I asked everybody to the point where they were like, “Renée, you need to just let this go.” It was like that for 11 years. I researched what tests we could do. I did everything possible. For 11 years, the answers were always, “There’s nothing. It’s not happening.”
From the time I was diagnosed, they told me that the treatment will cause infertility. I remember asking them right away, “How do we save my fertility?” They told me flat out, “We don’t have enough time to do what we need to do to save your fertility options.” And in 2002, they really didn’t have the science backing it too much either.
They had to prepare me for the worst because they really didn’t know either and I respect that. It was hard to process. Being told at 18 that you’re not going to be able to have kids then finally being able to recover and be free, you go a little crazy. You’re like, “Screw the world! I’m going to love everybody then and mask my pain with that.”
I went from being this pure, Catholic-raised, Christian girl where I’m told to respect my body, that my body is a temple, and nobody is to touch it or violate it to wide open, everybody touching me, everybody feeling things, everybody looking, taking pictures, cutting me open, putting in this, putting in that, and it was like, “What happened to this temple that I was?” It was really hard to rebound from that and to have all these scars associated with it, too.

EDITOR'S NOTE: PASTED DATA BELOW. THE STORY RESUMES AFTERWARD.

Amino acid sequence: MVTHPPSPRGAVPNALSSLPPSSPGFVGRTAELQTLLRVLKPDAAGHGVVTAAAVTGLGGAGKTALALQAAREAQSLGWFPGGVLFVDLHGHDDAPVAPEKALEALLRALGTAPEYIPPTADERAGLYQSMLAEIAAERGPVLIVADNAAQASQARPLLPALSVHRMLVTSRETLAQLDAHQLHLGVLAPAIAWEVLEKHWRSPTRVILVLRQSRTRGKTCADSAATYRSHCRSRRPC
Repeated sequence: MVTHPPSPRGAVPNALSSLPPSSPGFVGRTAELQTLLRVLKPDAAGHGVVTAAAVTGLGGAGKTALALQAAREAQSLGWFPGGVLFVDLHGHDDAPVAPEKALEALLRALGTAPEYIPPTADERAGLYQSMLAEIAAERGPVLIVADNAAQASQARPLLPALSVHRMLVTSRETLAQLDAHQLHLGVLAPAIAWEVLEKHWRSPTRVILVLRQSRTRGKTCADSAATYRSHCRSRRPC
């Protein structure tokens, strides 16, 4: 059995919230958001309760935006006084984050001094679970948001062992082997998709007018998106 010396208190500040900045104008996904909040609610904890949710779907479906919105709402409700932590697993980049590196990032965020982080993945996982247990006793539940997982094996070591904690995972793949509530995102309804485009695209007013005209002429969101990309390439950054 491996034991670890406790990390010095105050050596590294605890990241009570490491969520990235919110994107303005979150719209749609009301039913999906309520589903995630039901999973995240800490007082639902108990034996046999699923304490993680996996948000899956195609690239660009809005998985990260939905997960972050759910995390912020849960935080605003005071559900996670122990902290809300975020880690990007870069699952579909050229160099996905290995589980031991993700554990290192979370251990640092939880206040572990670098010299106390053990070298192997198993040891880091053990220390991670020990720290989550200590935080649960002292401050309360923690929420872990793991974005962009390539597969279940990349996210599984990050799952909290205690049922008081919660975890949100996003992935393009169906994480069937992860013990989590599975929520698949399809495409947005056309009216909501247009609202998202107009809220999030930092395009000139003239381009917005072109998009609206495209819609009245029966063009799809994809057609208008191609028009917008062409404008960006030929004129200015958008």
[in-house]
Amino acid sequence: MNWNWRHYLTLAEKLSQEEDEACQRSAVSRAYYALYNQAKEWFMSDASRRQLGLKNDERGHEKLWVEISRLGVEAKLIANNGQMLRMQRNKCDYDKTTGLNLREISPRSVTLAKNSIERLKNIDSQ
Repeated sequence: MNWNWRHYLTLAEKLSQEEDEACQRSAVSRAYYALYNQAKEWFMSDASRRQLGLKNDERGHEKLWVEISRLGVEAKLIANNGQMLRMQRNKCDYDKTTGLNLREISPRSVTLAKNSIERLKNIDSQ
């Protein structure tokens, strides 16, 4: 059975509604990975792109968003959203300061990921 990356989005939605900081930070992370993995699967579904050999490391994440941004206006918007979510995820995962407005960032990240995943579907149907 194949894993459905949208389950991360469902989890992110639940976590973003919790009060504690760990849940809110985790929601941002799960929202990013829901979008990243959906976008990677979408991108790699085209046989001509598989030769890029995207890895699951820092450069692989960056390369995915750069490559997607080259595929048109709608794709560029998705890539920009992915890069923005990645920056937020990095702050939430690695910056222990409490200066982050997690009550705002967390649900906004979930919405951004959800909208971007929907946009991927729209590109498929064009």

[I was] obsessively asking and trying to find out, “If I eat more berries, will that increase my fertility? If I do this pose, will that help?” Trying whatever I could.
Then I got into a relationship where we were both really equal in if we have kids, that’s great [and] if we don’t, it’s no big deal. We were together for a long time.
After going through [treatment], my body went into medical menopause. I was taking hormones so I could get my period. It had been 10 years since my transplant. The doctors wanted to do a full panel test on me so they could scan everything and see what was going on. They wanted me off all of my hormone control medications.
I go to my doctor… She’s doing the ultrasound… She had me sit up to see and she goes, “Renée, you’re pregnant.”